“No. No. No way. You can’t. You won’t. I won’t have it!”

    “Oh, but you will have it, Jr. And there’s nothing you can do about it.”

    She lit a Marlboro and tossed a gold Calibri lighter into the crystal ashtray.

    Oh, he couldn’t stand it when she was severe. The coquette was alright. The sexy seductive mistress was fine. But he didn’t care for her severe aspect when it growled at him directly. He feared it.

    “You wouldn’t dare. What about our marriage? What will the public think?”

    “I’m sick of the public. I’m up to here with the public. I’ve been working ever since I was four, and I’m tired. Tired of paparazzi, intrusions, interviews, I’m up to here.” She motioned to her throat.

    “I’d rather live in a little grass shack eating fish tacos than in a mansion in Beverly Hills eating Kobe beef. You’re the new comer; the Johnny Come Lately. You’re the fresh beefcake. You knock ‘em dead in the isles for a few more reels. I’ve had it.”

    “But what about me? My career? It’ll tank without you and your long-time studio connections, it will wither like stagnant grapes on a vine.”

    “Junior,” she said flatly. “I couldn’t care less.”

    She snapped the end of her cigarette and the cherry flew off like a red-glowing comet and nose-dived for safety into the ashtray.

    “It’s not my problem. As Hardy pointed out in Mayor of Casterbridge, life is unfair.”

    She took off her Prada high-heels and strode up the stairway to the deck. It was an Academy award winning performance complete with dramatic irony, but only because it was true.

    Bob sat and stared vacantly at the table top. One by one, various emotions passed like cinematic shadows over his face. One of hopelessness, where he directed his eyes upwards as if to petition heaven, one of despair, where he nervously looked right and left to no avail. There were only two expressions left in his limited repertoire. There was one where his eyes became fixed, just a few inches in front of his face, the sign of fathomless thought. This was followed by setting his mouth rigidly, in firm lines of determination, and followed by a whispered secret soliloquy.

    “If a star can rise, then a star can fall.”

    Bob got up, straightened his tie, and climbed the stairs. There was a scream and a kerplunk, and it was over.

    On the other side of the island in the hidden cove, another drama was playing out. Natalia had for some days suffered with fever. He cough had grown worse over the years, then she started spitting blood, and she now lay dying of tuberculosis. Silvestre could do nothing. After she had passed, he dutifully followed her wishes, wrapped her in a white sheet and placed her in the skiff. He rowed far out into the current, and around the point. Natalia firmly believed that if the sea could transport her to Eden, that when her time came, it would transport her immortal soul to God in much the same fashion.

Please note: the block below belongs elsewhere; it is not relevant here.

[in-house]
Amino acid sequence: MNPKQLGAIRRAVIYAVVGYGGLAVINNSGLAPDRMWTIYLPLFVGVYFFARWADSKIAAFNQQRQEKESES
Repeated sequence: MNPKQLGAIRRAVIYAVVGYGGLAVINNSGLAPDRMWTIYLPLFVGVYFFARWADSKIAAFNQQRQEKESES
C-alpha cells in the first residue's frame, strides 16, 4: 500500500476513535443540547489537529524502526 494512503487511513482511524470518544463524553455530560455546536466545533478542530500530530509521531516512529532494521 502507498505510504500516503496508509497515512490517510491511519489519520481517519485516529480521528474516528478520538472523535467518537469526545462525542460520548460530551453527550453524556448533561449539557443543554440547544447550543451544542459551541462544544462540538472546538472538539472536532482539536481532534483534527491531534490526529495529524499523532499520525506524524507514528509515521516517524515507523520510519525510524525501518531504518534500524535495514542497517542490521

After he said a prayer, he slipped her body overboard and took the anchor chain and wrapped it around his neck. Then he climbed up and balanced on the gunwale He was about to jump when he heard a voice cry out from the dark water.

    A woman caught up in seaweed was drowning. He pulled her in, covered her in a blanket and took her home. A day later authorities found a woman’s body while dredging the channel, swollen with seawater and bruised. During the identification Bob was sober, and so filled with guilt he was too quick to identify it.

    He only uncovered a corner of the cloth and averting his eyes said, “That’s her.”

    On a relatively small channel island, in a hidden cove, a couple live to this day. They fish for shrimp and seafood at night. Their boat is so small and wooden it’s never detected on the Coast Guard’s radar, besides, it’s not often they look only twenty-three miles from the coast.

    They live a simple life and are never bothered with tourists, eat fish tacos, lobster, anything but Kobe beef. The old man is about seventy now, and as ugly and honest as ever. The woman is about seventy-five and hasn’t lost on speck of her beauty.

    Age has no claim against beauty; it only refines and adds to its value. Actors, fisher folk, and lovers understand this, and work on the stage, or with their nets, or with their hearts, until the end of their lives.

    And Burton’s Face looks down and laughs like happy thunder.


    ©StevenHunley 2013

    See? That wasn't so Noir was it?
    Last edited by Steven Hunley; 06-14-2017 at 11:24 PM.

  3. #3
    Registered User Steven Hunley's Avatar
    Join Date
    Sep 2009
    Location
    San Diego Calif.
    Posts
    1,553
    Blog Entries
    15
    Duplicate Post
    Last edited by Steven Hunley; 06-14-2017 at 11:33 PM. Reason: duplicate post

Similar Threads

  1. Something bigger...
    By surfacetoday in forum Short Story Sharing
    Replies: 1
    Last Post: 11-07-2008, 01:29 AM
  2. The Bigger Bang!
    By PrinceMyshkin in forum Personal Poetry
    Replies: 9
    Last Post: 01-29-2008, 04:03 PM

Posting Permissions

  • You may not post new threads
  • You may not post replies
  • You may not post attachments
  • You may not edit your posts
  •